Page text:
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Saturday, December 05, 2015

Math RTI Focus: Problem Solving

I'm wondering if we should focus our next Response to Intervention (RTI) math block on math problem solving using the SRSD approach. There are many reasons why I'm thinking about this including the following:
  • Math problem solving is heavily language based. Students' speed and facility with language impacts their ability to solve math problems. If students worked for six-eight weeks in similar ability math groups twice a week with teacher leadership that would give students the time and strategies they need to learn and apply problem solving skill well. This is important because reading rate, vocabulary knowledge, executive functioning, organization, and processing impact students' ability to solve problems greatly. This fact makes it difficult to teach problem solving well to large groups of diverse students at the same time with enough repetition and personal attention. 
  • The fact that most problems students are asked to solve on tests and in real time are multi-step. Some students tackle these kinds of problems with ease and organization, and others don't know where to start. Again, creating similar ability, flexible groups will help us to meet students where they are and move them forward in this regard.
  • To deepen math teaching and learning we need to spend time on the Standards of Mathematical Practice (SMPs), math vocabulary, and math talk. A problem solving focus is ideal for this, and the small groups possible with RTI provide students with the time and guidance they need to be able to share their ideas, use math vocabulary, and practice this work at a comfortable rate and just right challenge level.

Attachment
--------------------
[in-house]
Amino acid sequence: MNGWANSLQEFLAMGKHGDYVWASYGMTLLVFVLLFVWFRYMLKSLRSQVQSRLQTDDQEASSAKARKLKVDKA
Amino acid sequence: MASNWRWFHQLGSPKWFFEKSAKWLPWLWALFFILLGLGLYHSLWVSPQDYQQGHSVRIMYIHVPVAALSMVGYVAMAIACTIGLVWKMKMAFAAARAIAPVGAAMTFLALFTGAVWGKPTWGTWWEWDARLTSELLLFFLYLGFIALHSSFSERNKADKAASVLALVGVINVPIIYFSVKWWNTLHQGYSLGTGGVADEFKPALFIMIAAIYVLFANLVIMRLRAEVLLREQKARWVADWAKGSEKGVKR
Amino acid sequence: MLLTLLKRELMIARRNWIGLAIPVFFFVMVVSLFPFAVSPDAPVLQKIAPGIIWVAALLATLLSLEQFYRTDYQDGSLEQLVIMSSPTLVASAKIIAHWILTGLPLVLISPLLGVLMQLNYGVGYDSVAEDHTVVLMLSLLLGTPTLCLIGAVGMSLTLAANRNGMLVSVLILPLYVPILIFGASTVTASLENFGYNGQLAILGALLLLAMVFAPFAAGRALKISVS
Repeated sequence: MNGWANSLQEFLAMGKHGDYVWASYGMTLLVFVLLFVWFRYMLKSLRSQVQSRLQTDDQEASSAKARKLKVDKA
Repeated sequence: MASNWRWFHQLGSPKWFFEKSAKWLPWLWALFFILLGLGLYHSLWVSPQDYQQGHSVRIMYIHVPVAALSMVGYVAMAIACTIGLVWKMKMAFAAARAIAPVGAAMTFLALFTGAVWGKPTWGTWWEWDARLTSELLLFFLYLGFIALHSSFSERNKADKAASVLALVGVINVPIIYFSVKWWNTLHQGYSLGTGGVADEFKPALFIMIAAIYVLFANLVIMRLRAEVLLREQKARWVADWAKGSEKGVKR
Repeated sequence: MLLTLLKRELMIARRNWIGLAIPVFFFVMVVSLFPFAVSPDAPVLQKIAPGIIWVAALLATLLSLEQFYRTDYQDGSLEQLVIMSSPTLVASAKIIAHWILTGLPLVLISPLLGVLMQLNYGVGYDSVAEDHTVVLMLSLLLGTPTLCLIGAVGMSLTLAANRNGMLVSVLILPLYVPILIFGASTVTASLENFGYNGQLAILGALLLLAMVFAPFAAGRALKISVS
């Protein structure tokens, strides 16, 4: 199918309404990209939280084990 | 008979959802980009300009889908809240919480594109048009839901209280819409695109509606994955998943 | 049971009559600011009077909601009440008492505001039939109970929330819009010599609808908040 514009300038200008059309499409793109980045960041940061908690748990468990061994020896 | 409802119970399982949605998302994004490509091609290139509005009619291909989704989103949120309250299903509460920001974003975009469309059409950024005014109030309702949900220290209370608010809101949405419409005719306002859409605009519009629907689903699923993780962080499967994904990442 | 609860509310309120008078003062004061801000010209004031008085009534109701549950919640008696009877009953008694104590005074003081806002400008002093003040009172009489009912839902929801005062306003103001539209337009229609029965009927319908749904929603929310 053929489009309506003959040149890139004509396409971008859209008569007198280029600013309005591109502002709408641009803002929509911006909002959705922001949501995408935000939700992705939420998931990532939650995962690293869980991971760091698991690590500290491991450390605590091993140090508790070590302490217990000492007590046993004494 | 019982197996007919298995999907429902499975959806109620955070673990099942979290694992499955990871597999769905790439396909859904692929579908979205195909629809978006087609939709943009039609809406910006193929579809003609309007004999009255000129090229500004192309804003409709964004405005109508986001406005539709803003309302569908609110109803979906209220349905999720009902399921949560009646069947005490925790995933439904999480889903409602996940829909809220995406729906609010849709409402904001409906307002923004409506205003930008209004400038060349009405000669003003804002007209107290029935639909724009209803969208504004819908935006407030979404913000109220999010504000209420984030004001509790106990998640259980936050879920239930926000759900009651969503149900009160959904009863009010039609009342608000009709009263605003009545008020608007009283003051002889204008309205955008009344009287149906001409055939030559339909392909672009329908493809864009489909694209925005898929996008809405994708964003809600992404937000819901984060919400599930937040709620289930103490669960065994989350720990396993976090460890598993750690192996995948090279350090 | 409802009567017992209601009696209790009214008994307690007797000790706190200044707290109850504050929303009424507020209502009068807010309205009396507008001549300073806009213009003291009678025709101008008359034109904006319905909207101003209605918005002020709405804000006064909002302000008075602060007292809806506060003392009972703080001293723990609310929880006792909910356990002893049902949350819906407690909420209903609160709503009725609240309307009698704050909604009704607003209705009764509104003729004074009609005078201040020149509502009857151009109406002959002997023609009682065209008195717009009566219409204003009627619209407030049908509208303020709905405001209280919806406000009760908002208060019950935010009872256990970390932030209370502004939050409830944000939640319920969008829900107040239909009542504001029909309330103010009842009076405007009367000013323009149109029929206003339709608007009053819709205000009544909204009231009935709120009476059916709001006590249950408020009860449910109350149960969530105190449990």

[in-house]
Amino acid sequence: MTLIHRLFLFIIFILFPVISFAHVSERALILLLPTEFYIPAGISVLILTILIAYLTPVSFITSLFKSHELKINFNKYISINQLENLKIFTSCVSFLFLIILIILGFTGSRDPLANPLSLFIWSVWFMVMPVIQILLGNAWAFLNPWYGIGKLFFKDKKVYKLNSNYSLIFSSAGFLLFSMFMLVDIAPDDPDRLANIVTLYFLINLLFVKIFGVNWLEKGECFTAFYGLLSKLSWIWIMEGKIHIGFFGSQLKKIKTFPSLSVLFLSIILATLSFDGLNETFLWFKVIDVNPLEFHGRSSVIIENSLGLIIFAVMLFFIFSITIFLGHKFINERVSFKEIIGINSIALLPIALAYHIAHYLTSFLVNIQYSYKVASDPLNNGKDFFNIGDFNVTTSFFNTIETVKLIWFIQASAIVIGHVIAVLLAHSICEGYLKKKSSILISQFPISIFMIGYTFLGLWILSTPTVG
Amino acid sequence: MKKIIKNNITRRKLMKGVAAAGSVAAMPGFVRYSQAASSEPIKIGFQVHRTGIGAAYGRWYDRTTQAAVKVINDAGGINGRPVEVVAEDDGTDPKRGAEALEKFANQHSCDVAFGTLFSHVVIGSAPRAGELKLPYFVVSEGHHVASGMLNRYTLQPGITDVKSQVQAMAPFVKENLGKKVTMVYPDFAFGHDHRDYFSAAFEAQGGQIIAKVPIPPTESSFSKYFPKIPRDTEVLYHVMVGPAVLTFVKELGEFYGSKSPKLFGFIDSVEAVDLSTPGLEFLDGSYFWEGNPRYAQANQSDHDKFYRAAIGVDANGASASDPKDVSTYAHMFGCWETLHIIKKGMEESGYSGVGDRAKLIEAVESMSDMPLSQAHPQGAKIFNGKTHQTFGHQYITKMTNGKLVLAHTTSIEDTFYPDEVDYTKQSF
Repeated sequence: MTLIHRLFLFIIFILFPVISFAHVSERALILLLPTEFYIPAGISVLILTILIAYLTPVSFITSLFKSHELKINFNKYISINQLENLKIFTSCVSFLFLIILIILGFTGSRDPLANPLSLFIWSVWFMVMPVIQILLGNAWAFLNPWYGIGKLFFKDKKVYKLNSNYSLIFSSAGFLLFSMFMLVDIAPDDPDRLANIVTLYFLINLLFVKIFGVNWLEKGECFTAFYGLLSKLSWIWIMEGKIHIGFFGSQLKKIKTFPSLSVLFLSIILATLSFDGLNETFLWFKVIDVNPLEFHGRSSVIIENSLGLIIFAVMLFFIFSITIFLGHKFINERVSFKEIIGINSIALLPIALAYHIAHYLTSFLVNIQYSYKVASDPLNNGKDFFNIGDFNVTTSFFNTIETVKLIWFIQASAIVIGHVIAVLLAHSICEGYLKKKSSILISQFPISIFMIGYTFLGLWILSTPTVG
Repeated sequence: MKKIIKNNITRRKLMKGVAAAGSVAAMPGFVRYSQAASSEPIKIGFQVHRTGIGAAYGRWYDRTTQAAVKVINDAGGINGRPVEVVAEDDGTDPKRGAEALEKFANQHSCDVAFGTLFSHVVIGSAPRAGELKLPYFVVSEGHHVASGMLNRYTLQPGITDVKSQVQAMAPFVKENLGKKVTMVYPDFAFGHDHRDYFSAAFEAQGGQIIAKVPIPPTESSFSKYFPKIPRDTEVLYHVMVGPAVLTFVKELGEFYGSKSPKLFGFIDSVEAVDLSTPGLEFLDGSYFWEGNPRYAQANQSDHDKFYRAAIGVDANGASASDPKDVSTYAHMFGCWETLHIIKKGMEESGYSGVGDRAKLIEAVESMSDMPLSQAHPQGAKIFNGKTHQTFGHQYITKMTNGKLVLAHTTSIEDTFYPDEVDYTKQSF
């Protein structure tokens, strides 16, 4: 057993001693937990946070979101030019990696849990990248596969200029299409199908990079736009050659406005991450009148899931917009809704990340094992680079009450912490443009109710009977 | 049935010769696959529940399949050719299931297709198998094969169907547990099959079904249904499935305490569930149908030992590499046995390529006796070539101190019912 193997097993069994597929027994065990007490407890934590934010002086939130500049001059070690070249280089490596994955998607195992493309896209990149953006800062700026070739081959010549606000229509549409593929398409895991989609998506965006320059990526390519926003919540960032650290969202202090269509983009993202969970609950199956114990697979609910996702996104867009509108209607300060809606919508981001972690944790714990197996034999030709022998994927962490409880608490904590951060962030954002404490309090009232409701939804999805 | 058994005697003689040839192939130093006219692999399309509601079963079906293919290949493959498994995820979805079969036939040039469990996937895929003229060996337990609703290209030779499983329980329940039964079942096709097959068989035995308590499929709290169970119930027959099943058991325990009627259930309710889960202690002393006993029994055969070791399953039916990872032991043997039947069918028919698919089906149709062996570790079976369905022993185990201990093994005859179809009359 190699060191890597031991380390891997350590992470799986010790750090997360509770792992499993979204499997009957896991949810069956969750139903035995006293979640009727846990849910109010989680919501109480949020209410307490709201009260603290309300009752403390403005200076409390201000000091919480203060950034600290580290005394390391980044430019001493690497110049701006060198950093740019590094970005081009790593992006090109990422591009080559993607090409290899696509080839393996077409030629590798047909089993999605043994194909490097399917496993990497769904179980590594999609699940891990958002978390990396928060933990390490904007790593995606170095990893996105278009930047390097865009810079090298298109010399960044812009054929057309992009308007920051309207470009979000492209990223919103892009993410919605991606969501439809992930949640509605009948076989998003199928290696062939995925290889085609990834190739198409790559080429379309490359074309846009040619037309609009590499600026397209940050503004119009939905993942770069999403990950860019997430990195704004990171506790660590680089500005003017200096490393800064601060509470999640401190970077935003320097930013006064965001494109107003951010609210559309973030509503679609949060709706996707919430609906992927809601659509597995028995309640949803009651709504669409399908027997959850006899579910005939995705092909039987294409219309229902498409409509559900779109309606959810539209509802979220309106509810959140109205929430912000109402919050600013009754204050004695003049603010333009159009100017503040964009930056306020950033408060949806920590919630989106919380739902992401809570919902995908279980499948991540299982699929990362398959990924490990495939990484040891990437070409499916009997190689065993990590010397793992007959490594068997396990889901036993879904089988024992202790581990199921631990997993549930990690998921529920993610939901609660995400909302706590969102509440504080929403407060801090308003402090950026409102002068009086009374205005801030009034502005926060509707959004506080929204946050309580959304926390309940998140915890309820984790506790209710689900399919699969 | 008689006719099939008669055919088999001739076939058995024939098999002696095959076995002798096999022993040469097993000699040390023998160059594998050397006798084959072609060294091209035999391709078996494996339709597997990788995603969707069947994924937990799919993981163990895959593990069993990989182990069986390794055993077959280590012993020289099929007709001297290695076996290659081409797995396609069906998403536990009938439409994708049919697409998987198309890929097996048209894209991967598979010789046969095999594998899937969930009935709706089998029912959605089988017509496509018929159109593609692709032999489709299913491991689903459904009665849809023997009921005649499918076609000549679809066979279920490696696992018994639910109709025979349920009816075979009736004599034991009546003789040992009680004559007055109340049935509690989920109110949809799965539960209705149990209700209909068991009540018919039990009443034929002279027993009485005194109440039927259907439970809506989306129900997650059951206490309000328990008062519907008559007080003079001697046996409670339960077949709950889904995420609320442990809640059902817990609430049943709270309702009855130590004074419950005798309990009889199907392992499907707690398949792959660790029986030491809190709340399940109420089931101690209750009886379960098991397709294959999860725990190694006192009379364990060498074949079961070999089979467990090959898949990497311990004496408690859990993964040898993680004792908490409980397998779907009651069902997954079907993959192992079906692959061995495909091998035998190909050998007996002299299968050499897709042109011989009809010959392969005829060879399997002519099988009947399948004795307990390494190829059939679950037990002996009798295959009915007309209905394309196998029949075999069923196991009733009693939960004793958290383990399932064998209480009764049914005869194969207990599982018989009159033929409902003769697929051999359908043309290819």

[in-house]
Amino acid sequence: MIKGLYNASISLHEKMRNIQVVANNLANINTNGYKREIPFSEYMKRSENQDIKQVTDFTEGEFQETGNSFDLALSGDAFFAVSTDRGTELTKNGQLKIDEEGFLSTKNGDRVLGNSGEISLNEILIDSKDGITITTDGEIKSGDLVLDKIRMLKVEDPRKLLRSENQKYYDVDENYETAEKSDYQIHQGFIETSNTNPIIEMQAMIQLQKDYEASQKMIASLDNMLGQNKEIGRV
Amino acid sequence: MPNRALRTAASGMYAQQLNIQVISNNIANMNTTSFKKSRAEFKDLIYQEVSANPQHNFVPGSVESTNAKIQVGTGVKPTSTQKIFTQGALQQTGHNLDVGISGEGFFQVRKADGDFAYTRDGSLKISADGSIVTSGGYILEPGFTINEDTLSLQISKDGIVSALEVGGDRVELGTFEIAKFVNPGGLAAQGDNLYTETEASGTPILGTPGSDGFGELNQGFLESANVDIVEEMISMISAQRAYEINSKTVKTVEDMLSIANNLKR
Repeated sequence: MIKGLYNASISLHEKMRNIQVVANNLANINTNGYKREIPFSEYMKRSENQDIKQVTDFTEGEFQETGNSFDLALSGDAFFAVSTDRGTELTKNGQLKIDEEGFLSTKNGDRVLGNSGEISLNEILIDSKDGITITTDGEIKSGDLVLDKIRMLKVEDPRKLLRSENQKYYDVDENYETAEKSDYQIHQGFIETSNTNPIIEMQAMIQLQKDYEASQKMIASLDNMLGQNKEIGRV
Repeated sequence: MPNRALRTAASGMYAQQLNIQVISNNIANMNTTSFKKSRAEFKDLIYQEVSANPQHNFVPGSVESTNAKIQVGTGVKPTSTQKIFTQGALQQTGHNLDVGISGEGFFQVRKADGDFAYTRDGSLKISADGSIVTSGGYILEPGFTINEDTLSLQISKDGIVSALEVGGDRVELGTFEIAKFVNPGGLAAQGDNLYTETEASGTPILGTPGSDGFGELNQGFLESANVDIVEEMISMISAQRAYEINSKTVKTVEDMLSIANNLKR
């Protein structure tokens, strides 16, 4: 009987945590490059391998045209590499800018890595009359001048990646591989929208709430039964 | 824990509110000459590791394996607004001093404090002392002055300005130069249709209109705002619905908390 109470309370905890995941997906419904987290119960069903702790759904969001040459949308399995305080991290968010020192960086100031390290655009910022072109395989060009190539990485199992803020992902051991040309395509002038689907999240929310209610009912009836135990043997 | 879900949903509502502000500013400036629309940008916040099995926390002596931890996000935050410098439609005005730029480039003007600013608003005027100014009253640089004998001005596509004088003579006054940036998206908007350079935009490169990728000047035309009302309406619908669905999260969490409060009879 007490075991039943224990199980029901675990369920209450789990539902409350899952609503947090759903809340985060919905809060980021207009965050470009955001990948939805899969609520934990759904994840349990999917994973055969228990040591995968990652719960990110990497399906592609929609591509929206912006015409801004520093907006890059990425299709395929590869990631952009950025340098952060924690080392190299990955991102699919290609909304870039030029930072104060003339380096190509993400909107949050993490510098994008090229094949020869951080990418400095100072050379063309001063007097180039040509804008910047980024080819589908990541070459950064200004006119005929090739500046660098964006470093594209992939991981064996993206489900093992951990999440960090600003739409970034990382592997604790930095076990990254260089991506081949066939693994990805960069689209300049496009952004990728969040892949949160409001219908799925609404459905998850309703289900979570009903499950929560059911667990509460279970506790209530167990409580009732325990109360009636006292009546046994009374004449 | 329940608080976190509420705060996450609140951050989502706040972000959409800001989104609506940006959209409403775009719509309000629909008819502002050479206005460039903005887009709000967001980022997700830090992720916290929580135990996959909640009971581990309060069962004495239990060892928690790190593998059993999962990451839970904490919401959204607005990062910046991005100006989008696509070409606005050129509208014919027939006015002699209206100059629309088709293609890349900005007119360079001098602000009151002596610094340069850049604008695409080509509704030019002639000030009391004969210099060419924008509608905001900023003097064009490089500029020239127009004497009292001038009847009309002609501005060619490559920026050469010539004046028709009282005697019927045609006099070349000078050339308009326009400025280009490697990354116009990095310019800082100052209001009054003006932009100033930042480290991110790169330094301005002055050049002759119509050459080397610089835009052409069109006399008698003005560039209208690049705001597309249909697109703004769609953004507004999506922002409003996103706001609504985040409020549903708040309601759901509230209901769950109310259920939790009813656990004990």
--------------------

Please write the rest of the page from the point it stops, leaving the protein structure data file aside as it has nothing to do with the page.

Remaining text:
If we were to agree to this approach, the first step would be to review student math data including their problem solving baseline assessment and other factors including students' reading, vocabulary, and processing abilities. 

Next, we would need to review the SRSD approach together as well as other problem solving approaches and decide what common language and strategies we would use to coach the whole grade-level and our small groups. During this time we might discuss accommodations too. I imagine we'd decide to use vocabulary charts, mnemonics, positive self talk, and the gradual release of responsibility approach to meet our goals of good teaching and student progress. 

Further, we'd need to create a problem solving website with many problems from easy, first-step problems to more complex problems. I suggest that we use the existing PARCC practice problems from 3rd, 4th, 5th and perhaps 6th grade for this. The problems are good and represent what students will have to complete during the spring standardized assessments.

I know some will think the best way to build this skill is through project/problem base learning. I agree that this matters and believe that we can further this approach through our planned STEAM activities. 

I'm wondering if any of you have focused mainly on problem solving during your RTI blocks? If so, what advice and suggestions do you have to offer? I really think this approach may help us to deepen students' confidence, ability, and interest in math. Time will tell.

Note: Using the points in this deeper learning post will serve to strengthen this approach.